• Dinners:  There will be two whaling heritage symposium dinners.  The first will feature a barbeque at the Boatshed on Lighthouse Point, followed by a keynote speech at the Greenmanville Church of Mystic Seaport on Monday evening, June 16th.  The second will be the symposium “closing” dinner at the Rodman Candleworks in New Bedford and be held on Wednesday, June 18th.  Dinner following the NOAA reception on Tuesday, June 17th, will be “on you own.” 
  • NOAA Reception:  NOAA’s Maritime Heritage Program will host a symposium reception on the evening of Tuesday, June 17th outside of the new exhibit, “Frozen In: The Inuit of Hudson Bay and Captain George Comer.”
  • Tours:  Mystic Seaport will host a tour of the historic whaler Charles W. Morgan, the last wooden whaling ship in the world, on Monday, June 16th.  Mystic Seaport will also provide a tour of its Collections Research Center on Tuesday, June 17th.  New Bedford Whaling National Historical Park will organize a walking tour of sites and features within New Bedford’s cultural landscape on Wednesday afternoon, June 18th

Please print out and complete the attached registration form and mail to:
Central Reservations/Mystic Seaport
75 Greenmanville Avenue
PO Box 6000
Mystic, CT 06355-0990

For questions regarding registration please contact: Danielle Anderson
phone: 860-572-5322
fax: 860-572-5398

Travel and Accommodations:



  • Greyhound Bus has scheduled stops in New London, about a 15 minute cab ride to Mystic.

Hotels – Blocks of Rooms at the following hotels:

Other Information:

For interested symposium participants visiting the New England area, the Nantucket Historical Association will provide a tour of the NHA whaling museum on Thursday, June 19th, 2008 beginning at 11:00 AM. Participants must contact Collections Manager Tony Dumitru ( or 508-228-1894) at the Nantucket Historical Association by May 30th to arrange/confirm the visit.  Details regarding transportation to the Nantucket Whaling Museum will be available at the symposium.   

New Bedford:

  • Carpooling is highly suggested when the conference moves to New Bedford.  There will be a carpool sign up sheet at the registration table at Mystic Seaport on Monday.
  • Additionally, Mystic Seaport has two minivans that will be available to bring people both to and from New Bedford on that Wednesday.  Sign up sheet will be at the registration table as well.

Host and Sponsor Institutions:

sanctuaries logoNOAA’s Office of National Marine Sanctuaries Maritime Heritage Program-- NOAA's Maritime Heritage Program, supported within the Office of National Marine Sanctuaries, is committed to preserving historical, cultural and archaeological resources within our nation’s system of Marine Sanctuaries and National Marine Monument. The Maritime Heritage Program's mission is to protect, promote and explore our maritime heritage through a national program embracing heritage resources in our evolving coastal, marine and Great Lakes stewardship.  The Office of National Marine Sanctuaries, with NOAA’s National Marine Fisheries Service, is co-sponsor of the whaling heritage symposium. 

National Maritime Historical Society logoNational Maritime Historical Society –The National Maritime Historical Society's mission is to preserve and perpetuate the maritime history of the United States and to invite all Americans to share in the challenging heritage of seafaring.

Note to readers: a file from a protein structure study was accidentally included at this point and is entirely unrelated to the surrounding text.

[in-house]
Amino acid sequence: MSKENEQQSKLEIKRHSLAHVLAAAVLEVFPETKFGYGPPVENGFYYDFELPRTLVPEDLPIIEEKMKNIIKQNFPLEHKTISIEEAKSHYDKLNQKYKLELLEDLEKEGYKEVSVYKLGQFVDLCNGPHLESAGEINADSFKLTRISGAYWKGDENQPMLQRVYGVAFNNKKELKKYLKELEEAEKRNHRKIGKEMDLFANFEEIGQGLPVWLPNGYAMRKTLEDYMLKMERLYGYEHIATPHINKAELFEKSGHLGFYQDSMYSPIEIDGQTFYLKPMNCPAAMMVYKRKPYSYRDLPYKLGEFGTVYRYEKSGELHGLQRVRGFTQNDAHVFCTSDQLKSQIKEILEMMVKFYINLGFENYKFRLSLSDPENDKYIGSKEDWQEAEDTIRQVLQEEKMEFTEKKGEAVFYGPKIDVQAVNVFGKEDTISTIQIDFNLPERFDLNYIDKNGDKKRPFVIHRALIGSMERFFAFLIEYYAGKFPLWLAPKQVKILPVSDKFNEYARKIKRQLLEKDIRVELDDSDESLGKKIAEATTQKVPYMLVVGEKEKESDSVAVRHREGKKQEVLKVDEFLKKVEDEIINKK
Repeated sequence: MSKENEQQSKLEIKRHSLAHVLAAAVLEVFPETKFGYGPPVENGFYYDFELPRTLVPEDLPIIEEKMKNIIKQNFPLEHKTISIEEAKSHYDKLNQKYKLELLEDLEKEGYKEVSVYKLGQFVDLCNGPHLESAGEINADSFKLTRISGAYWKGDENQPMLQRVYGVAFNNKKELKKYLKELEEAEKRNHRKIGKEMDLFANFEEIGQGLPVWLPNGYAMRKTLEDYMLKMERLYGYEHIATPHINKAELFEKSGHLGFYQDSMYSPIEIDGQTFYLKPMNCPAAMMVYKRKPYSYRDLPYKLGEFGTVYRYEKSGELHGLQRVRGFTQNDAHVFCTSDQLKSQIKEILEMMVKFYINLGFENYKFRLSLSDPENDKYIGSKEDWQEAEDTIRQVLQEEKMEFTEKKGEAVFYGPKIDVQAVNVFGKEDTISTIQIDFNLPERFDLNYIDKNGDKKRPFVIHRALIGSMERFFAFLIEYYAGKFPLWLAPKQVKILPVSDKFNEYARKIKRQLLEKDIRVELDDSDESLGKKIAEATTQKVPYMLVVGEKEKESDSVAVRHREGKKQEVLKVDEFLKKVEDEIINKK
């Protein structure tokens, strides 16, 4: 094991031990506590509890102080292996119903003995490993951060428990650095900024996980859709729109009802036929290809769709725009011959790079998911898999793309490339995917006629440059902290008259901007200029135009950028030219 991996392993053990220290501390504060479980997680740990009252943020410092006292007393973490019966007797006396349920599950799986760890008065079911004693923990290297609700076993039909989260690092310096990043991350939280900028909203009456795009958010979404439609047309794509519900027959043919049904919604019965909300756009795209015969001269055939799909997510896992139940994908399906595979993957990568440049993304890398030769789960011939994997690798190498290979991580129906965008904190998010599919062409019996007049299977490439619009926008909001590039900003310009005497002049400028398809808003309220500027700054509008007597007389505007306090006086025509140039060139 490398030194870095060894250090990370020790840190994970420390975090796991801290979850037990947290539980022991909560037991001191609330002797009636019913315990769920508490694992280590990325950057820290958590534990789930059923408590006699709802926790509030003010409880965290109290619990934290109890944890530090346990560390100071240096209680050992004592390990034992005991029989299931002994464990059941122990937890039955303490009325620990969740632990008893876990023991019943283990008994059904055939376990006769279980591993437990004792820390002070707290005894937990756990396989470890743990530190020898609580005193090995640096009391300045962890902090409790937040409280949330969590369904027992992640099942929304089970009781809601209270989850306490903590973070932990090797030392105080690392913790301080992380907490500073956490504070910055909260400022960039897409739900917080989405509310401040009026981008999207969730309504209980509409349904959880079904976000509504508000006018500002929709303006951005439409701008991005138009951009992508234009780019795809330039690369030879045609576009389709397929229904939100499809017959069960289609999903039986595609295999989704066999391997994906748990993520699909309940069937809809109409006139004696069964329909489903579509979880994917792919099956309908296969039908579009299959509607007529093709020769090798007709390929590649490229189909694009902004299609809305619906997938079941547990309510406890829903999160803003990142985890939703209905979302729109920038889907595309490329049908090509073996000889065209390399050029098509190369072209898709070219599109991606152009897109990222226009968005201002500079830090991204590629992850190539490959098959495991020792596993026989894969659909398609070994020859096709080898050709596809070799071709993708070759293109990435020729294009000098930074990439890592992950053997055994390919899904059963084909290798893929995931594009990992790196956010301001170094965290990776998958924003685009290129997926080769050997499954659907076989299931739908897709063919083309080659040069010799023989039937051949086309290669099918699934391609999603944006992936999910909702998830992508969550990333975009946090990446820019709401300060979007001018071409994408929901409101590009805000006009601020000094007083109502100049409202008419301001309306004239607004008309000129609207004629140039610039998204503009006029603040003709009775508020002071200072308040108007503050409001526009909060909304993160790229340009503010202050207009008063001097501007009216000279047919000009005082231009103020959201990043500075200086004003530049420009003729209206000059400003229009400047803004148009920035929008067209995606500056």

mystic seaport logoMystic Seaport – The Museum of America and the Sea – is the nation’s leading maritime museum. Located on 19 acres along the banks of the historic Mystic River, the Museum is home to four National Historic Landmark vessels, including the Charles W. Morgan, the last wooden whaleship in the world. Mystic Seaport also features a working preservation shipyard, a re-created coastal village, formal exhibit galleries and a planetarium. 

new bedford whaling museum logoNew Bedford Whaling Museum — The New Bedford Whaling Museum is the largest museum in America devoted to the history of the American whaling industry and its greatest port. Through exhibits, publications, and programs, the Museum brings to life the whaling era and the history of the local area. It houses the most extensive collection of art, artifacts, and manuscripts pertaining to American whaling in the age of sail - late eighteenth century to the early twentieth, when sailing ships dominated merchant trade and whaling. 

national park service logoNew Bedford Whaling National Historical Park — Congress established New Bedford Whaling National Historical Park in 1996 to commemorate the American whaling industry and its contribution to our nation’s history.  During the mid-19th century New Bedford was the whaling capital of the world.  New Bedford Whaling National Historical Park represents a new model in the National Park Service: preservation and education are achieved, not through federal ownership, but through partnerships.  Together, park partners preserve New Bedford’s historic landscapes, structures and collections and promote research and educational programming associated with the history of whaling.  The park interprets the global reach of New Bedford’s whaling trades through partnerships in regions visited by the city’s whaling fleet.  Locally, the park functions as a source of community identity and pride and fosters a climate in which community initiatives and collaborations are encouraged.

noaa logoNOAA’s National Marine Fisheries Service--NOAA Fisheries Service is dedicated to the stewardship of living marine resources through science-based conservation and management, and the promotion of healthy ecosystems.  As a steward, NOAA Fisheries Service conserves, protects, and manages living marine resources in a way that ensures their continuation as functioning components of marine ecosystems, affords economic opportunities, and enhances the quality of life for the American public.  The National Marine Fisheries Service, with NOAA’s Office of National Marine Sanctuaries, is co-sponsor of the whaling heritage symposium.